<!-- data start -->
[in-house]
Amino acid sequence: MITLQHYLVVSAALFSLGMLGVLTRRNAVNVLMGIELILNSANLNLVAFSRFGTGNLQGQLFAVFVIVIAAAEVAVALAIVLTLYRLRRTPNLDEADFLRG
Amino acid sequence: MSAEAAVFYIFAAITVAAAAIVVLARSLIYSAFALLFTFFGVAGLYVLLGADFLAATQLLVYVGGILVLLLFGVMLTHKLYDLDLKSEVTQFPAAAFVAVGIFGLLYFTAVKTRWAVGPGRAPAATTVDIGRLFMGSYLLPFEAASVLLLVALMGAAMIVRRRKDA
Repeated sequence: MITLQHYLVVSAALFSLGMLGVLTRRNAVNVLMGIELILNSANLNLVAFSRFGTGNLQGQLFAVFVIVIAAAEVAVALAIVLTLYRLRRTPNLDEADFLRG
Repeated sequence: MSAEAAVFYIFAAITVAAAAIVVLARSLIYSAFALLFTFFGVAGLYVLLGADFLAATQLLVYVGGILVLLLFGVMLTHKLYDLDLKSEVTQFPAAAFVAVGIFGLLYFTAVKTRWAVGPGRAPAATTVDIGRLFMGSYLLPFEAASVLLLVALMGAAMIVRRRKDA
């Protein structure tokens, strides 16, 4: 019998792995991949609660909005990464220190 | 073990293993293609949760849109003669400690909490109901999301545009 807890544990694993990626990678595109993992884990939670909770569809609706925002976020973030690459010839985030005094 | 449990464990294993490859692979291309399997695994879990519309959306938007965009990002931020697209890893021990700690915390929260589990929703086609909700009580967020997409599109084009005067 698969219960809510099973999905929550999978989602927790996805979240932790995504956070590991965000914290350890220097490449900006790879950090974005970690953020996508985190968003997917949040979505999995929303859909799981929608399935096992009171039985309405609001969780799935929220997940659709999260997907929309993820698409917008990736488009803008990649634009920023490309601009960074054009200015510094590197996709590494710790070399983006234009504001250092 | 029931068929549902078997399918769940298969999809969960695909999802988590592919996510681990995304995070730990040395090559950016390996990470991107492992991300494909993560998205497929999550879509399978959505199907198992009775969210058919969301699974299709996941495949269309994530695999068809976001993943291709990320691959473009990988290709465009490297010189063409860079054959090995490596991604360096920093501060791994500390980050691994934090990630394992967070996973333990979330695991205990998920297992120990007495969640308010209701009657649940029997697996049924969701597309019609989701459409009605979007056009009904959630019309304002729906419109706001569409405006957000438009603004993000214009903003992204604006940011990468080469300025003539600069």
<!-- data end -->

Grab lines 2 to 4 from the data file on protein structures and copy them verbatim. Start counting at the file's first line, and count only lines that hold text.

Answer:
Amino acid sequence: MITLQHYLVVSAALFSLGMLGVLTRRNAVNVLMGIELILNSANLNLVAFSRFGTGNLQGQLFAVFVIVIAAAEVAVALAIVLTLYRLRRTPNLDEADFLRG
Amino acid sequence: MSAEAAVFYIFAAITVAAAAIVVLARSLIYSAFALLFTFFGVAGLYVLLGADFLAATQLLVYVGGILVLLLFGVMLTHKLYDLDLKSEVTQFPAAAFVAVGIFGLLYFTAVKTRWAVGPGRAPAATTVDIGRLFMGSYLLPFEAASVLLLVALMGAAMIVRRRKDA
Repeated sequence: MITLQHYLVVSAALFSLGMLGVLTRRNAVNVLMGIELILNSANLNLVAFSRFGTGNLQGQLFAVFVIVIAAAEVAVALAIVLTLYRLRRTPNLDEADFLRG